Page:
SNC-Lavalin, Bruce Power ink deal for reactor components

A framework agreement of up to $400 million has been signed between SNC-Lavalin and Bruce Power.

The agreement names SNC-Lavalin’s nuclear team as an important resource for Bruce Power’s long-term investment program, which includes the life extension of six Bruce Power units announced last December. The agreement also establishes a framework for the provision of ongoing engineering and CANDU reactor field services activities.


 NWMO looks for community input on drilling location for geologic study

By Barb McKay

Borehole drilling at a site within Huron-Kinloss Township as part of the site selection process for an underground storage facility for Canada’s used nuclear fuel could happen as early as next year.

 

Representatives from the Nuclear Waste Management Organization (NWMO), the federal body tasked with managing the site selection process for a deep geologic repository for used nuclear fuel, attended last Monday’s township council meeting with an update on the process. Huron-Kinloss is one of nine communities still in the running for the proposed project. The NWMO has already performed a series of preliminary studies to see if the township meets initial criteria as a potential site and is now ready to commence field work.

 


Woman hit by car in Kincardine

A 64-year-old Kincardine woman was struck by a vehicle early last Wednesday morning in town.

At 6:36 a.m., police were called to the intersection of Queen and Broadway Streets. Officers arrived with Bruce County EMS and learned a white Jeep Cherokee had struck a pedestrian. The woman was taken to hospital and treated for minor injuries and released.

The driver of the Cherokee, a 54-year-old American from Iowa, was charged with failing to yield to a pedestrian.


Huron Resolve puts Bruce Power, municipal emergency response to the test

By Barb McKay

Municipal and Bruce Power emergency responders were put through their paces last week as 500 people from 30 different agencies and organizations took part in the Huron Resolve exercise.

Lisa Murchie is scanned for radioactive decontamination during a drill at the Davidson Centre as part of the Huron Resolve exercise last week. Fellow Bruce Power employee Stephanie Murray asks questions about the procedure. (Barb McKay photo)

 


Two weekend wins for 'Dogs

Come from behind for overtime win Friday at home

By Josh Howald

The Nicol Insurance Kincardine Bulldogs have hit their stride.

Brett Burrows scores the overtime winning goal on Mount Forest goalie Trevor Scott Friday evening at the Davidson Centre in Kincardine. (Josh Howald photo)

 


Pony smile

Weston Campbell, 2, and sister Rilyn, 4, were thrilled to be riding the ponies at the Tiverton Fall Fair Saturday. For more colour photos, don't miss this week's print edition of The Kincardine Independent and next week's Independent Extra. (Barb McKay photo)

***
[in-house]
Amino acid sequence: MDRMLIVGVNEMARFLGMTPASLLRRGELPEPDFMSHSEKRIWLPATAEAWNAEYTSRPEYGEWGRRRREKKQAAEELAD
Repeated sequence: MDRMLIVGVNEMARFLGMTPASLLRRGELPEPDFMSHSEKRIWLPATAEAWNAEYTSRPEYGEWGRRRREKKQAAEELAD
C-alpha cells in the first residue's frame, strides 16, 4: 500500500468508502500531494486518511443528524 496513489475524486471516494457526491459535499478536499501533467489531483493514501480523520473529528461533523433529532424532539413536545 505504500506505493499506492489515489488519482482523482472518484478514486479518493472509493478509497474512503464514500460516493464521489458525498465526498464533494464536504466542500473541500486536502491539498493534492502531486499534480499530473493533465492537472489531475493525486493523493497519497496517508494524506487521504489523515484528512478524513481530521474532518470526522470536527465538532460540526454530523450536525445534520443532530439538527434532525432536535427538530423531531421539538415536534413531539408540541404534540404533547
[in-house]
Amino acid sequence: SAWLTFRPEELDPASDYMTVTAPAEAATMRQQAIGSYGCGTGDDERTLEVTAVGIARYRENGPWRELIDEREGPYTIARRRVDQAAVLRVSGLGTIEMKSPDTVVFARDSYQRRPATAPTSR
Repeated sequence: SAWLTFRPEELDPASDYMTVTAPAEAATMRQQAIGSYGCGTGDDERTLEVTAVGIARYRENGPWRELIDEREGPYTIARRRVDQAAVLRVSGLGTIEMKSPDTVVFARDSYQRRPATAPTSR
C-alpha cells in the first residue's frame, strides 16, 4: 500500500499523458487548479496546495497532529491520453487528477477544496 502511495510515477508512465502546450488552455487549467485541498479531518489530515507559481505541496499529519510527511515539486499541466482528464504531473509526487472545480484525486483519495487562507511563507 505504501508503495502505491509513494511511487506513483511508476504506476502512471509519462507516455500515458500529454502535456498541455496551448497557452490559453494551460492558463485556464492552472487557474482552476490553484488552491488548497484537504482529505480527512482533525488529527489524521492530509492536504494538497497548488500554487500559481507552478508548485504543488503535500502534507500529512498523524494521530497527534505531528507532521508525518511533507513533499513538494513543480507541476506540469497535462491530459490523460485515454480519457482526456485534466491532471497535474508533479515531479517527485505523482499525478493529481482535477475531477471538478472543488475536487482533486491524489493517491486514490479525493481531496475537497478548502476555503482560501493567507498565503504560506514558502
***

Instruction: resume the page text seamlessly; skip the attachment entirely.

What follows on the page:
Rolly vs. the municipality

Water bill issue due in court Oct. 31

By Josh Howald

Trick or treat?

The latest chapter of the battle between the Municipality of Kincardine and the Thorntons is set to hit the Superior Court of Justice on Halloween morning.

"(The municipality) is just used to bulldozing over people," said Rolly Thornton on Thursday.


Kincardine high school, hospital part of larger plan to improve economic development

By Barb McKay

Economic development is about more than attracting and retaining businesses, and that philosophy is reflected in a community committee’s plans to grow Kincardine.

Municipality of Kincardine CAO Murray Clarke, who sits on the Community Economic Development Committee (CEDC), provided council with an update on the committee’s activities during its meeting last Wednesday.


Glowing

Kate McTiernan and Emma Woodhall got their glow on for the second annual Neon Night Run Saturday in downtown Kincardine. There was a good turnout for the family fun run and a 5-km race from Victoria Park with proceeds going to benefit Youth Waves. (Barb McKay photo)


Suspension of large renewable energy projects not enough, says MPP

By Barb McKay

The announcement that the province will immediately suspend the large renewable energy procurement process does little to save Ontarians money, according to Huron-Bruce MPP Lisa Thompson.

The Ontario government announced last Tuesday that it would immediately suspend the second round of the large renewable procurement process for solar, wind, hydroelectric, bioenergy and energy from waste projects more than 1,000 megawatts. The province says the move will save $3.8 billion in electricity system costs, relative to Ontario’s 2013 Long-Term Energy Plan forecast and save the average consumer $2.45 on their monthly electricity bills.

Thompson questions how suspending contracts that have not even been awarded in the first place will save any money.